In one of those afternoon-evenings, our beloved, somber, quiet, and avid reader Sakti Kaku picked up a copy of Chander Pahar4 by Bibhutibhushan Bandyopadhyay and handed it to the eight-year-old me. It was the story of Sankar Roy Choudhury, an ordinary Bengali man who travelled all the way to Africa around 1909-1910 and joined the Ugandan Railway as a clerk. The breathtaking narrative unveiled a series of events Sankar had to be part of. He had to fight against man-eating lions, black mamba, Bunyip (a creature from Australian Aboriginal Mythology), and many such ‘real’ and ‘fictional’ creatures before he could return to his own country. Though I have no clue how Bunyip reached Africa from Australia, the novel made ‘adventure’ and ‘Africa’ synonymous to me. My sketchbooks became full with the drawings of that unknown land and its never-heard-before creatures. It was almost after a decade that I came to know how African forests might look like while watching the film Born Free on a VCR player, rented from a local ‘Video library’, as we used to call it. My imagination could not be any farther from that vast expanse of corn-coloured African plain where lions feed on the carcass of a freshly killed zebra. But the anomaly could not separate the association of those two worlds.

A teacher by heart, and an exceptional storyteller, Chandanadi would gather the children from the nearby jute mill coolie-line every afternoon. The most common barter was half an hour storytime against a two hours study session. Out of all the stories she told, one particular imagery got engraved in my mind – …and then, when the western sky became clouded, and the storm was about to come, Thandidi (grandmother) wrapped up everything, – the pond, the palm trees, the cattle, the houses and the princess in her gamchha (cotton towel), kept it in her sack and started to walk towards the horizon…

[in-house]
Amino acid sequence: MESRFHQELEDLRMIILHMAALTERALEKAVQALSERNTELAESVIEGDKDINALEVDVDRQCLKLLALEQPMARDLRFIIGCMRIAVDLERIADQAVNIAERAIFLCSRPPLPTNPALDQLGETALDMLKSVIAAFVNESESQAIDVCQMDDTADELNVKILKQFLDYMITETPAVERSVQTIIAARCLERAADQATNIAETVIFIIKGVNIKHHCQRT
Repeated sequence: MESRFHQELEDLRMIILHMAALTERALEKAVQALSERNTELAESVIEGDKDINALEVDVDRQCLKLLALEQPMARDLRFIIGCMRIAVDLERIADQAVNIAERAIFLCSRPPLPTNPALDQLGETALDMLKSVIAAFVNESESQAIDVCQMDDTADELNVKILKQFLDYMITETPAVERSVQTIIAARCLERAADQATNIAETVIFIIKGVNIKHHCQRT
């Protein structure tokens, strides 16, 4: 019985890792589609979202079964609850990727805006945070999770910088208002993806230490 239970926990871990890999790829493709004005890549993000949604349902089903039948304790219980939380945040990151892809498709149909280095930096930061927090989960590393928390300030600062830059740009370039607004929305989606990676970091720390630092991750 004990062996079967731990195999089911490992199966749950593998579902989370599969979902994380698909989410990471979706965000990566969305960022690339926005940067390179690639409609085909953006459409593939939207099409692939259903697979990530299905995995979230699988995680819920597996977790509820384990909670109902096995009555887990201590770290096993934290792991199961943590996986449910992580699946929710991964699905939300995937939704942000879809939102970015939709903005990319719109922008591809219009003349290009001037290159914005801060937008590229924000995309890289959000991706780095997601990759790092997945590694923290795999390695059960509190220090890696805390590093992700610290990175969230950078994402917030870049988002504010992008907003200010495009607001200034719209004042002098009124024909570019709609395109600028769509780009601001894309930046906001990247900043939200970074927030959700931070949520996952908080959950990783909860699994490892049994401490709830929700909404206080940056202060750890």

After my 12th exam, like thandidi, I gathered up almost all my personal belongings, left the town, and settled in Kolkata for higher education. Years later, suddenly, I stumbled upon a poem by the Czech poet Miroslav Holub at Calcutta University Central Library that reminded me of Chandanadi’s story –
“…And he wrapped the garden in the sky, and the house in the garden
and packed the lot in a handkerchief
and went off
lone as an arctic fox
through the cold
unending
rain
into the world.”

Fairy Tales, Miroslav Holub5

References

  1. The Library of Babel (Spanish: La biblioteca de Babel) is a short story by Jorge Luis Borges and originally published in 1941 (published in English in 1962) in a short story collection El Jardín de senderos que se bifurcan by Editorial Sur.
  2. Thakumar Jhuli, written by Dakshinaranjan Mitra Majumder, is a collection of Bangla folktales that was published in 1907. The introduction to the anthology was written by Rabindranath Tagore.
  3. Both Mandrake the Magician and Phantom were syndicated newspaper comic strips written by Lee Falk and illustrated by Plill Davis and Ray Moore respectively. Both the comic strips began to be published around mid-1930s. Initially King Features Syndicate Inc. was the distributor of the comic strips. Both the comic strips were translated in Bangla as Jadukor Mandrake and Aranyadeb.
  4. Chander Pahar is one of the most popular works by Bibhutibhushan Bandyopadhyay and was published in 1937 from M. C. Sircar & Sons Limited. The cover of this book was illustrated by Satyajit Ray. In 2002 Orient Blackswan published the English translation The Mountain of the Moon: A Classic Tale of Adventure in Africa. It was translated by Santanu Sinha Chaudhuri and illustrated by Suddhasattwa Basu.
  5. Selected poems of Miroslav Holub were translated in Bangla by Manabendra Bandyopadhyay and was published from Dey’s Publishing in 1987. It was translated in English from the Czech by George Theiner and published in 1972 from Faber and Faber in an anthology of poetry The Rattle Bag edited by Seamus Heaney and Ted Hughes.

The author is a linguist, teacher and researcher of language education. She has completed her PhD degree from Jadavpur University and is currently working with APU, NIHH and Fair Wear Foundation in different capacities. She is the founder secretary of Mobile Pathshala, an educational initiative in Sundarbans, West Bengal. She can be reached at [email protected].

Leave a Reply